- Weather in mid-March is pretty mild. It’s not like March in NYC, when you might still need a coat. In Tokyo/Kyoto, you just need a light spring jacket, and perhaps a scarf. It does get chilly at night so make sure you’re prepared for that. If you’re lucky, you’ll catch some cherry blossoms at this time.
- If you are planning to travel all over Japan the Shinkansen is your best bet. It’s faster (overall), cheaper, and easier than flying. Look into the JR rail pass.
- Taking the subway/metro is easy, convenient, and inexpensive. Subway/metro rides are calculated by zones and how far you travel. Transferring from line to line is also extremely easy. You can get a Suica card, where you pre-load money to it. You can even use this at vending machines and at Ichiran!
- Taxis are expensive. We were in a time crunch and needed to go straight from Haneda Airport to the Ghibli Museum in order to make our timed ticket entry. A 40-minute cab ride costed us about 100 USD. That being said, take the metro if you can.
- There are escorts all over Akihabara. I noticed skimpily-dressed girls trying to solicit single men or groups of men. It seems like they know to leave everyone else alone because they didn’t dare approach Ben and I.
- Hentai isn’t taboo. You’d think that since the Japanese like to keep to themselves, they’d be more private about it. Perhaps order a few books online. But nope. They have entire sections dedicated to hentai at bookstores, and a lot of people were just flipping through them very openly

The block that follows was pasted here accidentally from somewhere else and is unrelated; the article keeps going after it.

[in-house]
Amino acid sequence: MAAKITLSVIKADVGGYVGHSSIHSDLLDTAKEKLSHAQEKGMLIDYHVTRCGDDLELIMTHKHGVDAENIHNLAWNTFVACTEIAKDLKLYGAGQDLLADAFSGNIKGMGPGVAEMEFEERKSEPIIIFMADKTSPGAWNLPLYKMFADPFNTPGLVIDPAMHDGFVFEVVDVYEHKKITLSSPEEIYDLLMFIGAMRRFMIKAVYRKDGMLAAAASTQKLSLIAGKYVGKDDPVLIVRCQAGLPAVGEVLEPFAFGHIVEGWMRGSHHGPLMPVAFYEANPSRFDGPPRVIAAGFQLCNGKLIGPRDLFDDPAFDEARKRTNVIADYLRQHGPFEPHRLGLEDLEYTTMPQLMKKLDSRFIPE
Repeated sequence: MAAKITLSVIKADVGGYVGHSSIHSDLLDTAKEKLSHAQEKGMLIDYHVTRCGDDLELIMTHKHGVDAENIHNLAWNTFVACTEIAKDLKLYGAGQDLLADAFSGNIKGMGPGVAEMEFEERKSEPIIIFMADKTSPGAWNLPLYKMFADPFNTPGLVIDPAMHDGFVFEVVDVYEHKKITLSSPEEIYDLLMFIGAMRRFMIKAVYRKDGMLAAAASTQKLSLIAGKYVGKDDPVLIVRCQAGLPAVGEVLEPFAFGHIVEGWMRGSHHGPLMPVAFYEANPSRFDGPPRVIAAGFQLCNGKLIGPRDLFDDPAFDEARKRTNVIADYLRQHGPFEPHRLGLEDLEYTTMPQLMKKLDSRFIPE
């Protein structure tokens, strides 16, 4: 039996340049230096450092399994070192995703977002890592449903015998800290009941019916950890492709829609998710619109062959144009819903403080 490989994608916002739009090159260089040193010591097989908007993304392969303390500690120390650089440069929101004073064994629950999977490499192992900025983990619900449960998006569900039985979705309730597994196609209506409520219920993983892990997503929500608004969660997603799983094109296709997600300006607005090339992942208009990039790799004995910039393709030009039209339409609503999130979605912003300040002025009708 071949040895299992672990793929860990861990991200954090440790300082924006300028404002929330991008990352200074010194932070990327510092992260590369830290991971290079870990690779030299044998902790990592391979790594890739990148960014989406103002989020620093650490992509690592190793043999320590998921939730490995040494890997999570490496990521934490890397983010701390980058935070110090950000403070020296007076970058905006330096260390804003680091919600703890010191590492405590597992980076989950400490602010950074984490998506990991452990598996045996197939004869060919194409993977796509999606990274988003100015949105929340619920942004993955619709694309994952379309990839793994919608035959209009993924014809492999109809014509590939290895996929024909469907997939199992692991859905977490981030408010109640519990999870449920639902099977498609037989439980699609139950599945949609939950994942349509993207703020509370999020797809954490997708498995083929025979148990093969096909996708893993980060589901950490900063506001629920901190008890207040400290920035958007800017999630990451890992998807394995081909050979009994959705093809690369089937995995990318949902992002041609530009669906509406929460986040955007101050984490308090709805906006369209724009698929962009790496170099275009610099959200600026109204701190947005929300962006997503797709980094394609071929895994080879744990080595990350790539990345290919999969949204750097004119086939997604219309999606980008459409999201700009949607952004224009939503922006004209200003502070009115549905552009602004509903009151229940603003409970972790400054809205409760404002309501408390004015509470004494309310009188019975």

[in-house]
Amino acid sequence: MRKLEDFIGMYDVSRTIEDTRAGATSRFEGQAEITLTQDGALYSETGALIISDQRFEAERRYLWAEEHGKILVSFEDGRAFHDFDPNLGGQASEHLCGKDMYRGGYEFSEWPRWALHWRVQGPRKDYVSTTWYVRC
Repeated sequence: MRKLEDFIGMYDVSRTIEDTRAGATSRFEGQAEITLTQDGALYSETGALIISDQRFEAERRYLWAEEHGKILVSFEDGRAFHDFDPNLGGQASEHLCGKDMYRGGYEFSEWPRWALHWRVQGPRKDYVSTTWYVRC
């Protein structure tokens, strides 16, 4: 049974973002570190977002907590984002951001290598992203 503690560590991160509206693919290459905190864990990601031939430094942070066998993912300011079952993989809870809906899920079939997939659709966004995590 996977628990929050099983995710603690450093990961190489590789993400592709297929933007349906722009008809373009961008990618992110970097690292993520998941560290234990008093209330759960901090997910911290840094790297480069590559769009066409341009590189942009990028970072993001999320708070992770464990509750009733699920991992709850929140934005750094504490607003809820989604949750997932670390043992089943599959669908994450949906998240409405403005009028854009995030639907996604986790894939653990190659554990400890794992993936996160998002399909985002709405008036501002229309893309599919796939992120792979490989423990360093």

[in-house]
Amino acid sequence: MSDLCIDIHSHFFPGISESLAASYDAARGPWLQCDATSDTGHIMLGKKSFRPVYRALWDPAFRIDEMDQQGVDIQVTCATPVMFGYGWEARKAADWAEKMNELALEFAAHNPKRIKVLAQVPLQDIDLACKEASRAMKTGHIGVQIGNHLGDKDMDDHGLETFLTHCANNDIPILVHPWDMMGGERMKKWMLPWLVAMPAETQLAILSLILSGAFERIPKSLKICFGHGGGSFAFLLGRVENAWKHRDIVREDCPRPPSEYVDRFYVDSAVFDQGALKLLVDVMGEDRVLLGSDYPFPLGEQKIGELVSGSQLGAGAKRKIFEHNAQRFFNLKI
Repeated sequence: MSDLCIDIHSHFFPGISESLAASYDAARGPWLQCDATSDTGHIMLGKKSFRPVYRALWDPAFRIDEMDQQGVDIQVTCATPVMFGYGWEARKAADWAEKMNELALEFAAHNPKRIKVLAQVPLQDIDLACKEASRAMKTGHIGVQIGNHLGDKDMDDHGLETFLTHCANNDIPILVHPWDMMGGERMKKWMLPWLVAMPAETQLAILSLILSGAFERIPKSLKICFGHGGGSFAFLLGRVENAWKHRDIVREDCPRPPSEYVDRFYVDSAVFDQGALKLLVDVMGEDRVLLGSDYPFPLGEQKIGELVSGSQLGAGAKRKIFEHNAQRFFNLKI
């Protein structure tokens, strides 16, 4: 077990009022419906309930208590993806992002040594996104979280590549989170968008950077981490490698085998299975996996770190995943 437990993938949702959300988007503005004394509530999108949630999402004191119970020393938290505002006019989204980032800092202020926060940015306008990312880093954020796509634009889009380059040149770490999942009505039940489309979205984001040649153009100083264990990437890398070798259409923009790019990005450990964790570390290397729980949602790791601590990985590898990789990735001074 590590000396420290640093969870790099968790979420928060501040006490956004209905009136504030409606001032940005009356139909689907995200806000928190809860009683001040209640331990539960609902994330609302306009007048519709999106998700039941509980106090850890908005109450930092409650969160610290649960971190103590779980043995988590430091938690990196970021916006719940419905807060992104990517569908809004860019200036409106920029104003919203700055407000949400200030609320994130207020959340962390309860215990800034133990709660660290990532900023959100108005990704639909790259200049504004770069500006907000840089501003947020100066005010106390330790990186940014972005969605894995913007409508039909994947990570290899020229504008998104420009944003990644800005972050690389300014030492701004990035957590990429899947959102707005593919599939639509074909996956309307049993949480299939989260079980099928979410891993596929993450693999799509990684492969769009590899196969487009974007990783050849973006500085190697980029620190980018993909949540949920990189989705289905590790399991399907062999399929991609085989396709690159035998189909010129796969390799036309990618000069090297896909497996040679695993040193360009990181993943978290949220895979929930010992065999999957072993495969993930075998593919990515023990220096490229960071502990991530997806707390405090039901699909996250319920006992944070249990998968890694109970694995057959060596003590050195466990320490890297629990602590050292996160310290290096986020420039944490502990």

- Don’t sleep on Sumida. This is the neighborhood in Tokyo we stayed at. It’s cheaper to stay at then the more popular neighborhoods, like Shinjuku, but it’s only a half-hour metro to Shinjuku. All of the other neighborhoods you’d probably want to check out are easy to get to as well. The Kinshicho station is the main station and there are lots of shops/restaurants nearby.
- You’re going to find a bidet everywhere you go. The Japanese really like having a clean bottom. I mean, let’s be honest – who doesn’t. Maybe that’s also the reason why toilets are super clean in Japan. Even public toilets are cleaner than bathrooms I’ve seen back at work in NYC.
- The Yamato luggage transport service is so easy and surprisingly cheap. If you want to travel from city to city luggage free, this is the way to do it. Most hotels have a Yamato counter. The representative will tell you how many days you’d need for it to get to the next destination, you fill out a form, drop off your luggage, pay a small fee, and then pick it up at your next destination on the designated date. After Tokyo, we were planning to travel to Kyoto for two nights, take the Shinkansen back to Tokyo and go straight to Haneda Airport. We ended up dropping off the luggage at our hotel in Tokyo for pick-up at Haneda (where we were traveling onto China). Everything worked out as planned. I can’t imagine why anyone wouldn’t use this service.
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